Broad beans

Posted: Friday 2 March 2012
by Kate Bradbury

Yesterday I marked the first day of the month by visiting the allotment and sowing broad beans – the first seeds I had sown this year.

Recently harvested broad beans

Yesterday I marked the first day of the month by visiting the allotment and sowing broad beans – the first seeds I had sown this year. 

I love broad beans. I would happily eat them with every summer meal, if I could ever grow enough of them. By now I’ve normally got a few rows of stubby plants on the go, following an autumn sowing. But not this year.

Nevermind, I've now sown two rows of ‘Express’, a variety which promise to “out-yield other varieties”. The soil is warm and the sun is shining, so germination should be swift. It normally takes about 100 days between a spring sowing and harvesting, so by my reckoning I’ve got 99 days to go.

I’d never eaten broad beans until I took on my first allotment. To me, this makes them all the more special – they’re not just delicious, they symbolise how wonderful growing your own is, and remind me of how I felt, aged 24, entering the magical world of allotmenteering.

I took my first plot on in September 2005, and was the youngest person on the allotments by about 30 years. I spent the first few weeks clearing brambles, then my dad sent me some broad bean seeds and told me to sow them (“you can’t sow anything else, love”). I didn’t think I’d like them, but did as I was told.

The seeds didn’t germinate immediately, so I dug them up to have a look. Some had developed a radicle (embryonic root), but many appeared to have been eaten by something – bearing the tell-tale shotholes of broad bean seed beetle. I covered them up again and sowed some more. It was November by this point, in Manchester, and I was sowing into heavy clay soil.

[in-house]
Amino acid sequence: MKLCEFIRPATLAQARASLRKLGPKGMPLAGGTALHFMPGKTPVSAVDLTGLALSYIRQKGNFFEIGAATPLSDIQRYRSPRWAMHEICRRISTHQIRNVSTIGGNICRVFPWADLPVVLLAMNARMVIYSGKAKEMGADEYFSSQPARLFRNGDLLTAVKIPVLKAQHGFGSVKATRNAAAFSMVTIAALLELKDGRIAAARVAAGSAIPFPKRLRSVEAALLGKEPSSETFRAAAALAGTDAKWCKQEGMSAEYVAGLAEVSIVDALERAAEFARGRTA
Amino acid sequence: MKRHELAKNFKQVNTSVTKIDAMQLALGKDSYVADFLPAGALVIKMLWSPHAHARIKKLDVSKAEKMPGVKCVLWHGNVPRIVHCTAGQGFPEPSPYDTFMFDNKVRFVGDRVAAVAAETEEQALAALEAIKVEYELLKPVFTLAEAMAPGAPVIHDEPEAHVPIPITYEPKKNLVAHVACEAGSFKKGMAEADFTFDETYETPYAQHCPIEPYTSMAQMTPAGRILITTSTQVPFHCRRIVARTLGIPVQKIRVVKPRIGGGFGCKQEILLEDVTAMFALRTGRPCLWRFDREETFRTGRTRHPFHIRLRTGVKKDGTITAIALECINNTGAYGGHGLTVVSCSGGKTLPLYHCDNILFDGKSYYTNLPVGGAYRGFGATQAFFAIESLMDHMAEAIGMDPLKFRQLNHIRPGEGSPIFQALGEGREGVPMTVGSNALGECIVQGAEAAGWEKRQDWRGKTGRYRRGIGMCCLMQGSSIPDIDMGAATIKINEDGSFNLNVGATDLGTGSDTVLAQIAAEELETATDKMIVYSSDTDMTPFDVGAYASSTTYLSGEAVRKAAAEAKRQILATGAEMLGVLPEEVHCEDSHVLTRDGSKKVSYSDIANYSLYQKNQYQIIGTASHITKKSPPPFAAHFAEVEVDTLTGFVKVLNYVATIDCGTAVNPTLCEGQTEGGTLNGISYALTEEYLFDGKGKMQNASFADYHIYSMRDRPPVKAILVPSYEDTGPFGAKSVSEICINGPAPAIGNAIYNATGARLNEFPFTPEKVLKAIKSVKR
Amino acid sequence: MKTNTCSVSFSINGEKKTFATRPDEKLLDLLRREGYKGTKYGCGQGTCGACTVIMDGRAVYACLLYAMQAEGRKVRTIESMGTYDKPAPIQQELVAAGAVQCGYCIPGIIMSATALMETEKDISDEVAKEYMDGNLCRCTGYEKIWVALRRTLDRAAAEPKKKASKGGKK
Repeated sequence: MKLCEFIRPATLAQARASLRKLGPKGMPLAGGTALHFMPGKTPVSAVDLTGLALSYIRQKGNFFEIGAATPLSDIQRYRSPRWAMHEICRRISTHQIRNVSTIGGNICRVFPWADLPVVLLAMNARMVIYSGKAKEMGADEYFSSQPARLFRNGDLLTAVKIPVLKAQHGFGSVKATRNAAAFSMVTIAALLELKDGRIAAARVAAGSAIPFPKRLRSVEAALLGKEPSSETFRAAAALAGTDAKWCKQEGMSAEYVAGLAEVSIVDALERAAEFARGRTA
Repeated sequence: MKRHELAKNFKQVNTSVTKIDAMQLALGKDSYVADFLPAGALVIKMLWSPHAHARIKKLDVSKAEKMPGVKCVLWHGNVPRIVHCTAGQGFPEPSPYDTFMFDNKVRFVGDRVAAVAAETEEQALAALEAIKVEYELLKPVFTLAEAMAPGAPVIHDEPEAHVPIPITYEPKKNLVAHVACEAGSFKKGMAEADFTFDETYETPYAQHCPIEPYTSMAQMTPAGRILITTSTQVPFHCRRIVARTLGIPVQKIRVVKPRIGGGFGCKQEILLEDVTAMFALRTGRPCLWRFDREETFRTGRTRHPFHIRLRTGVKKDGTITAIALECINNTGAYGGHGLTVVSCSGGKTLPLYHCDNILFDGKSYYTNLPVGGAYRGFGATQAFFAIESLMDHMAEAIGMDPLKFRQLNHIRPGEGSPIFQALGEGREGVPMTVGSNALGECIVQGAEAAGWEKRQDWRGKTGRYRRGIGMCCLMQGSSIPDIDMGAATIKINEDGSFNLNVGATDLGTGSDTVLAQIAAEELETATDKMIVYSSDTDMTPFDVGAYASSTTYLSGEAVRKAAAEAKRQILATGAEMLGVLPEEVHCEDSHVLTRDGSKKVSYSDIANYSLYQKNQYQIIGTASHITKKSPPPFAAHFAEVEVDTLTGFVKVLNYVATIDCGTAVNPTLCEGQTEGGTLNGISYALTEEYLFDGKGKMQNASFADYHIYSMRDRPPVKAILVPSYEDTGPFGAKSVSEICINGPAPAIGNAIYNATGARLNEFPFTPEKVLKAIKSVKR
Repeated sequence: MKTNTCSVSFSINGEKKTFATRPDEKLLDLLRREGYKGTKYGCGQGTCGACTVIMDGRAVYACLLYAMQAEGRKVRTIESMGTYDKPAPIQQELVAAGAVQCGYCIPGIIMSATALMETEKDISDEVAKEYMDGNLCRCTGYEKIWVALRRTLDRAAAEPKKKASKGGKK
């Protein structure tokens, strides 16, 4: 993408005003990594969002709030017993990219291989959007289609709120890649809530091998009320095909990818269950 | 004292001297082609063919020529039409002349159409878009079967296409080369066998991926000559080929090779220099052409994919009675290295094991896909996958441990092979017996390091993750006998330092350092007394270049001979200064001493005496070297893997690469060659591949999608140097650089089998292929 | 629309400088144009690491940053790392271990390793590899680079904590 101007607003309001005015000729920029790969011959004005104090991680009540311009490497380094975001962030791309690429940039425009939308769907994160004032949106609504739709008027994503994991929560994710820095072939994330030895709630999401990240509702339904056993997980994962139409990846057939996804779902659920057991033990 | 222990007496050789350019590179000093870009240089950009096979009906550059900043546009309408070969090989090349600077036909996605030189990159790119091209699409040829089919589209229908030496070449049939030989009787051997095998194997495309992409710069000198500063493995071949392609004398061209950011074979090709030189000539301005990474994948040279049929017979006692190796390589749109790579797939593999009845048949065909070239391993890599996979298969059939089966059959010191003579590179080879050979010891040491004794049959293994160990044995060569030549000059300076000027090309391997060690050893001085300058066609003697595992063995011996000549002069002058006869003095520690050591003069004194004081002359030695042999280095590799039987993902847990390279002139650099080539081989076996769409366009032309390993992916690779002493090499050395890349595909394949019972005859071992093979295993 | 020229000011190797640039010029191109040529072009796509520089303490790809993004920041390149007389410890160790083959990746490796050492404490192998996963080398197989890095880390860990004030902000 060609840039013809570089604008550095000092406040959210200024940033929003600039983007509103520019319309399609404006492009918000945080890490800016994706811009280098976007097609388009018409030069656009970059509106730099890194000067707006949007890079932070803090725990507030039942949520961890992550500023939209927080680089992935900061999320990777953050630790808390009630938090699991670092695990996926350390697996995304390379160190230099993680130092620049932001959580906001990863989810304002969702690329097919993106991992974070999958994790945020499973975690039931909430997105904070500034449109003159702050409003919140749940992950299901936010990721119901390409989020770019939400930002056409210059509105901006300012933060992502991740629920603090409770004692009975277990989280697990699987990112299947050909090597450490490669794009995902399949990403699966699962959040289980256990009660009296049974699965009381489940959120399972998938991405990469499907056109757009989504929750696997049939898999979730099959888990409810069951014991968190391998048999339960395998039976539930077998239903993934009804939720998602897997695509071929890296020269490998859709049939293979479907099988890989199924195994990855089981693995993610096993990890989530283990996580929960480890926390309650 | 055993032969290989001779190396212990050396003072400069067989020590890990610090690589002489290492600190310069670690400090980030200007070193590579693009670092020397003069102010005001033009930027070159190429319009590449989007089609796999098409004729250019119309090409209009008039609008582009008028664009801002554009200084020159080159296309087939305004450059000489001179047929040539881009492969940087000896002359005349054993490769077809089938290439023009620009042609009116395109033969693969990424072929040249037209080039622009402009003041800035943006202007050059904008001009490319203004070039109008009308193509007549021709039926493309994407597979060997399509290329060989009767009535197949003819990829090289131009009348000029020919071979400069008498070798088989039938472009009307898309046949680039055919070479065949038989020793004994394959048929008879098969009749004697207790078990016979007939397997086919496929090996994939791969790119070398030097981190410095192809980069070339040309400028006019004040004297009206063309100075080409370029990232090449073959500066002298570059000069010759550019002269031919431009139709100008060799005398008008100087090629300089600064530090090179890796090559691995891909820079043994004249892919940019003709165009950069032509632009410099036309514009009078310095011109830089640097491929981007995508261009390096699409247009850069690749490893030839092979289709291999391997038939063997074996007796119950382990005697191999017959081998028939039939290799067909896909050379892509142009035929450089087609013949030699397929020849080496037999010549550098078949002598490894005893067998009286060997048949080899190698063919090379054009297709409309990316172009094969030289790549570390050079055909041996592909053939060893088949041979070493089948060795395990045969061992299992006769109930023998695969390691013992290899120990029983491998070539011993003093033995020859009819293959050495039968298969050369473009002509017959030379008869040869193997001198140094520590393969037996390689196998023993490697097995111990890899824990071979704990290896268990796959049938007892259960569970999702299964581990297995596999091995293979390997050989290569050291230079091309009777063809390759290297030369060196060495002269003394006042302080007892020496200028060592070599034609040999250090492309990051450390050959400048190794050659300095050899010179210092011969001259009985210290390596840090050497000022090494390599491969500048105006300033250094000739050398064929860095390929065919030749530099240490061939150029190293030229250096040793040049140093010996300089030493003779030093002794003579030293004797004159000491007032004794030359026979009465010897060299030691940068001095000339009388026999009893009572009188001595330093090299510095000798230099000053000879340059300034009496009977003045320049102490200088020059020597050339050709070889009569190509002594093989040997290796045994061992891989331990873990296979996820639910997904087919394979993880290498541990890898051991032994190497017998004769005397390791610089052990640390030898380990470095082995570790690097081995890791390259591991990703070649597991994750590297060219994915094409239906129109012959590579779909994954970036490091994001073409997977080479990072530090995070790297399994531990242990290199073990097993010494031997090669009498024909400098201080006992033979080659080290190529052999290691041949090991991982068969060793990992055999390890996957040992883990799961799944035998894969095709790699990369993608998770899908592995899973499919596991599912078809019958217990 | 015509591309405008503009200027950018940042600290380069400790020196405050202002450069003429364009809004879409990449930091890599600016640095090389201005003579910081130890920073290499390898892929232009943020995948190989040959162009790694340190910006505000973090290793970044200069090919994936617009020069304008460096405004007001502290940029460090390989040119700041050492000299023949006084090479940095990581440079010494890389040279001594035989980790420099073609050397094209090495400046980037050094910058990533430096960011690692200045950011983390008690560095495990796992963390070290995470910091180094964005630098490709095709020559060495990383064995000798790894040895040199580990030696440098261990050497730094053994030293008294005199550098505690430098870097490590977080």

Still, most seeds eventually germinated into stubby plants that battled through the ravages of frost and snow. I developed respect for these hardy little beans, which would one day yield a crop I didn't think I'd want to eat.

Spring came, and I planted potatoes into frozen soil, attempted to grow onions from seed, and sowed radishes into a seed tray, to transplant later. Everyone laughed. But I didn’t care; it's good to learn by your mistakes.

By June I had a crop of broad beans and a handful of spuds (which I harvested too soon). I took them home and ate my first allotment meal – tiny new potatoes with broad beans, a sprig of mint and a knob of butter. It tasted great, and felt amazing.

Discuss this blog post

Talkback: Broad beans
Your comment will appear after a quick registration step

oldchippy 02/03/2012 at 16:57

Hi Kate ,That's what gardening is all about,Who care's more than the gardener,


Kitchen Godess! 08/03/2012 at 10:03

Hi Kate ,
I have also planted my first Broad Beans out in the veg garden I am trying to create, no idea what I am doing so have also planted some in degradable pots in the polytunnel which is also a first for me. Hoping I get some success . I am very eager to plant all sorts of veg but worried about conditions. Any advise?


geoff fearn 11/03/2012 at 16:35

I have grown Sutton as they seem to be the best for my garden and I like the small beans,
If you do not try diffident ways of gardening then how will you ever find the best for your ground so keep trying diffident ways and who know you might start a new trend

Poolcue 11/03/2012 at 17:38

Unfortunately this year my Bunyard Exhibition are showing no signs of life,but I have some Aquadulce that have broken this soil and will be planted up at the allotment when the weather is suitable

happymarion 01/04/2012 at 21:42

Hello,Kate. I have two oblongs with six broad bean plants in each now over a foot tall in my first potager raised bed, I put canes at each corner and twine round the canes as they are "Aquadulce. I sowed them in Feb. in the conservatory. I still get a great thrill out of making a whole meal from garden produce I have grown myself, and now I am getting even more pleasure from arranging my plants artistically in my raised beds which are so easy to manage.

See more comments...